Saturday, 9 August 2014

Should Artists Ever Work For Free?

Scofield Entertainment
Should artists work for free? This is a knotty problem and a subject on which people tend to have strong feelings. Students and graduates do of course often work for free, taking work experience, unpaid jobs or internships which do not pay actual money, but which offer training in the industry and real-world experience of what the world of work is like.

The trouble is, there are many people out there looking for a free lunch. The trick with working for free is to ask yourself what the benefit will be to you, and whether or not it's likely to be worth it in the end. In this very funny 2009 video by Scofield Entertainment, some film-makers have cooked up a very entertaining satire on on the "Work For Free" culture of much digital media today.

The video essentially poses the question: what if the folks asking for free stuff from digital artists were trying to get hold of real world items like food, haircuts and DVDs? How far would it get them?

On a personal note, I have worked for free on many occasions, and I still do. The questions I always ask myself are: do I have the time to do? Is it a good cause? And, if so, is it worth it?

I have done many charity jobs over the years,  some of which have been very rewarding in non-financial ways (I'm doing one now, a design for a invitation for a charity auction). Charity work can be fun, and you tend to meet a lot of great people.

A design for a deckchair for London's Parks
When I was teaching myself story boarding, I did several storyboard jobs for free. Not charity work this time; just practicing my skills on a live project. So it's really about doing a cost/benefit analysis. Do you want and/or need to do it? Do you have a better offer? Can you afford to do it? In the end it comes down to a personal choice.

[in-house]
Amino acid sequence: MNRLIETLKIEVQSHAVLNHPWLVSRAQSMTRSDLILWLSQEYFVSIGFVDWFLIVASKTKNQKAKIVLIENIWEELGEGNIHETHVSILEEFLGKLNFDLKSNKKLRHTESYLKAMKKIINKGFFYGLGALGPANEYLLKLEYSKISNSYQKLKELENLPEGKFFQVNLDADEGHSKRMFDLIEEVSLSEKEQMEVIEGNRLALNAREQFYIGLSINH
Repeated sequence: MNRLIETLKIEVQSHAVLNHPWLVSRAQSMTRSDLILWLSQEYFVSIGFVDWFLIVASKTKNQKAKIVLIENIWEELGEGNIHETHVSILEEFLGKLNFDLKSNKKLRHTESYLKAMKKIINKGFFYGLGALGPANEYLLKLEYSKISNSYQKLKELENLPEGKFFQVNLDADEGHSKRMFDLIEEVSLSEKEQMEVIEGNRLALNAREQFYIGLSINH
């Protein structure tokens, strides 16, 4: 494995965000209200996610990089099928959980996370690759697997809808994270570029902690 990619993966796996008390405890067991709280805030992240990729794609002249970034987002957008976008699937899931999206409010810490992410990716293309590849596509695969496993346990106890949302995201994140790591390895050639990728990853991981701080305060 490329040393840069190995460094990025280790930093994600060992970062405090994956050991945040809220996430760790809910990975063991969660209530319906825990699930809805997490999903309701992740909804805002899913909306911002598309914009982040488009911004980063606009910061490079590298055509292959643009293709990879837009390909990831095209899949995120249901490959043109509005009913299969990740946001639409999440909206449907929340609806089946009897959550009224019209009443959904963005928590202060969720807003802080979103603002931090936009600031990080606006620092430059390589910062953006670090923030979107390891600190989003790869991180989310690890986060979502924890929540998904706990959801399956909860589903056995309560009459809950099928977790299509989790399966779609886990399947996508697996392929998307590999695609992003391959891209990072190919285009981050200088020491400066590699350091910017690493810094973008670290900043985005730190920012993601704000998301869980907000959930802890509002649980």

A charity gig in 2012 for "The Big Egg Hunt" in London. Like the cows - but with eggs
But if a total stranger asks you on the web to do free stuff for their amazing new project which is going to be The Next Big Thing, the answer should generally be "no". In the end, you need to be able to trust the people you are doing favours for, and know that they aren't just taking advantage of your good will.


For more on how to survive and thrive in the animation industry, read this post. Also read about what studios look for in a great demo reel, and read our guide to student demo reels. Hear what London's Blue Zoo has to say about finding work, and take a look at this video on portfolios by Sony Pictures Animation. You can also watch Alex's ten minute video on creating a great reel, and read this post on the perfect demo reel. Also, check out our guide to animation careers here, and also take a look at this map of digital studios - a great place to start your search for work in the business. Learn the nuts and bolts of freelance life by reading our guide to invoicing clients, and our guide to putting together a great CV. Also download the free Escape Studios guide to careers in VFX.

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